We have sometimes thought that the reason why Zion typically represents the royal throne of Jesus is by many not well understood. Mount Zion literally was a steep hill of Jerusalem, so steep and inaccessible that for generations after the children of Israel had gained possession of the land, it still remained, like a little Gibraltar, in the hands of the Jebusites, the original inhabitants of the place. “As for the Jebusites, the inhabitants of Jerusalem, the children of Judah could not drive them out; but the Jebusites dwell with the children of Judah at Jerusalem unto this day” (Jos. 15:63). But when David was anointed king over Israel, and had reigned at Hebron seven years and six months, he cast his eyes toward Jerusalem, as a preferable metropolis, and a more suitable seat of his extended empire. But as long as the hill of Zion was occupied by the warlike Jebusites, they would retain their command of the lower city. His first step, therefore, was, with the help of God, to dispossess the Jebusites of this their stronghold. But so strong was this hill-fort by nature and art, that the Jebusites ridiculed all his attempts to capture it, putting on the ramparts “the blind and the lame” soldiers of the garrison, what we should call the worn-out invalids of the army, as if these Chelsea pensioners, who could neither see nor walk, were amply sufficient to baffle all David’s attempts at its capture (2 Sam. 5: 6-8). Joab, however, as a prize set before him, for which he was to be David’s chief captain, mounted the hill, smote the lame and the blind on the wall, and the Jebusites behind the wall, and won possession of the coveted spot (1 Chron. 11:6). There David henceforward dwelt, as its conqueror, as in a castle; there he fixed his royal abode, and thence he swayed his sceptre over the whole land of Israel, from Dan to Beersheba. Its very name was typical, for it signifies literally, “sunny,” or “shine upon,” as facing the south, and ever basking in the rays of the warm sun. Thus the sunny hill of Zion, as a hill of conquest, and as the royal seat of David, became a suitable type of the throne of Jesus in the courts above, won by lawful conquest (Rev. 3:21), where is now his royal palace, and where he rules and reigns as the anointed King of heaven and earth. Thus mount Zion typically represents not the cross, but the crown; not the law, but the gospel; not the battle, but the victory.
J. C. Philpot 1802-1869
“Therefore it is of faith, that it might be by grace.” Romans 4:16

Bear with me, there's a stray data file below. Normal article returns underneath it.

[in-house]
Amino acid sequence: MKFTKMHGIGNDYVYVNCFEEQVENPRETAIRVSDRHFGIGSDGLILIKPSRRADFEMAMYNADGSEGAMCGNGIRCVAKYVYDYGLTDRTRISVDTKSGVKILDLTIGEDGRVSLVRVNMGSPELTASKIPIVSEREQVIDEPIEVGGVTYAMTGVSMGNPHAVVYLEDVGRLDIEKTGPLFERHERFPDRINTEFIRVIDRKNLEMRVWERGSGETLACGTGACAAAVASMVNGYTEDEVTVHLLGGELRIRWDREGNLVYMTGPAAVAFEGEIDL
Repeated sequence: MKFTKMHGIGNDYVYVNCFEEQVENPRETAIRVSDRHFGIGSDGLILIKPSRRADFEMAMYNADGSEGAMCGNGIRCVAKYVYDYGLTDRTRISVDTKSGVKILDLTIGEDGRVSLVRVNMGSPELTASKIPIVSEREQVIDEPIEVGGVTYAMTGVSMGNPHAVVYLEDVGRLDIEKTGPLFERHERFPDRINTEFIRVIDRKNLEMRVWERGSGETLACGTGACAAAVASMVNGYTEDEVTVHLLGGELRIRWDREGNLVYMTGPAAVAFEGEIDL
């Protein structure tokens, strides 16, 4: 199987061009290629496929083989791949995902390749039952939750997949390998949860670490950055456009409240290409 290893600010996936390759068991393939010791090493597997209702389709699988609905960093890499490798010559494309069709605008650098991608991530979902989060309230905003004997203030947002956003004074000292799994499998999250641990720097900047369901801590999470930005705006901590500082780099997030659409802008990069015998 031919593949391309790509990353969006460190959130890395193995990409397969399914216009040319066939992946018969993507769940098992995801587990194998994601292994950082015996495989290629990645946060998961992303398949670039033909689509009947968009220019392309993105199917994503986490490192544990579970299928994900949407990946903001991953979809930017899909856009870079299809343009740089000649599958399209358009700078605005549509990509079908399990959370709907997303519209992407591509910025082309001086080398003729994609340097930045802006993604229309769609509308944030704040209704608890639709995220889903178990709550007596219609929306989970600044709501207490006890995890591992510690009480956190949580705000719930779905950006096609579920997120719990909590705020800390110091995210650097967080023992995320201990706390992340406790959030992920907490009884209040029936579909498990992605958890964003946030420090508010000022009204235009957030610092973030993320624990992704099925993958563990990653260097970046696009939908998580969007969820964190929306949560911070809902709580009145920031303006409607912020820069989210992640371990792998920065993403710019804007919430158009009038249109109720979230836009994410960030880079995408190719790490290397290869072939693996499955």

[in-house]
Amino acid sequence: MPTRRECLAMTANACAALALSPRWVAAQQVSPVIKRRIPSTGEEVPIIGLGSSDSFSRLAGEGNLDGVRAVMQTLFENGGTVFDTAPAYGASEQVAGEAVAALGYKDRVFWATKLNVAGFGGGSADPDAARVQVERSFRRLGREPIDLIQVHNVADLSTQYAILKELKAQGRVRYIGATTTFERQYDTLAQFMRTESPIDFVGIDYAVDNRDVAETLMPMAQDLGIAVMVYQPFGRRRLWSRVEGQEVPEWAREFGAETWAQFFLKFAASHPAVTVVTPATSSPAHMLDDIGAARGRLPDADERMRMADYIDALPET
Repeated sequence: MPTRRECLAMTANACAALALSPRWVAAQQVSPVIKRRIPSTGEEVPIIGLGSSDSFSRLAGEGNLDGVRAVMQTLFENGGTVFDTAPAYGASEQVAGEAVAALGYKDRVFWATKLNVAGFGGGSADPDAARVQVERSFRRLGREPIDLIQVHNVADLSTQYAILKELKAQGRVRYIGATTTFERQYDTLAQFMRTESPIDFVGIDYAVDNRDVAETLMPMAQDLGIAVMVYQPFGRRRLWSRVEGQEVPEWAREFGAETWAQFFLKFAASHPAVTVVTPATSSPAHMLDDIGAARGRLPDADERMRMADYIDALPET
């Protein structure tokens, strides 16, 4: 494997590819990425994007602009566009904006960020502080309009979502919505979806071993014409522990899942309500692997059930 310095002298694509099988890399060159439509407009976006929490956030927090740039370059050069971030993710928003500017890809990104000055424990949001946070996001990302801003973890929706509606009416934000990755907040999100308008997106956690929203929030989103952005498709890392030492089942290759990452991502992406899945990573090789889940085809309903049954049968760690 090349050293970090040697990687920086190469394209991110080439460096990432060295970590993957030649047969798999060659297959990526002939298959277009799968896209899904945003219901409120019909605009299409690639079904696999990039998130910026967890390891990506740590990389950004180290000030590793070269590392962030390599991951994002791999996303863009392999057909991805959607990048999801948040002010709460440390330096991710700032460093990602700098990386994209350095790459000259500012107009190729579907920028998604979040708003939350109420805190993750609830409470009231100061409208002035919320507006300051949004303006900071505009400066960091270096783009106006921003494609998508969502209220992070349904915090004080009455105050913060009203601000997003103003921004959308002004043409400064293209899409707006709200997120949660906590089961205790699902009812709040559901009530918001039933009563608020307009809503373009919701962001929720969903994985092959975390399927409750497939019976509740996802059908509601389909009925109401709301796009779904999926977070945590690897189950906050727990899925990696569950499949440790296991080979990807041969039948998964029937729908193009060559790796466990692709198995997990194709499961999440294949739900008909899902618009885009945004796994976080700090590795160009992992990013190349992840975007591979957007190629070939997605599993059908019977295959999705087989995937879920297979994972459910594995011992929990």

Of faith we read expressly that “it is the gift of God.” This is the grand master-grace of the soul; it is the grand wheel which moves every other wheel in the heart; it is the eye, the ear, the hand of the new man of grace. Only so far as we have faith, and the Lord draws out this faith in exercise, have we any true spiritual feeling. But what makes me prize the gift of faith? It is knowing so much and so painfully the inbeing and inworking of unbelief. Is not this the case naturally? What makes me prize health? It is having a poor, weakly tabernacle. What makes me prize rest? Fatigue. What makes me prize ease? It is pain. What makes me prize food? It is hunger. What makes me prize the cup of cold water? It is thirst. By these feelings, I not only know the reality by the want of it, but also enjoy the blessing when communicated. It is just so spiritually, as naturally. What can I know of faith, except I am exercised (and exercised I am more or less daily) by the workings of unbelief, infidelity, questionings of the reasoning mind, and all the spawn of an unbelieving heart? As the soul is tossed up and down, (and often, it is tossed up and down on this sea of unbelief,) it learns to prize the harbour of faith. And when the Lord mercifully communicates a little faith to the soul, and faith begins to realise, feel, experience, and feed upon the truth as it is in Jesus, then we know what faith is by the possession of it.
What a mercy it is that the Lord has the gift of faith to bestow! Here are poor souls toiling, troubling, labouring, groaning, sighing, oppressed with unbelief, that great giant in the heart, who has slain his thousands and tens of thousands. How our souls sometimes sink down under this wretched unbelief! But how we prize the faith all the more when it comes! How all the sinkings make the risings higher, and all the sadness makes the change more blessed! As the tossings to and fro of the sailor upon the sea, with all the perils and sufferings of the voyage, make the calm harbour so pleasant; so all the tossing up and down of unbelief endears the holy calm of living faith to the soul.
J. C. Philpot 1802-1869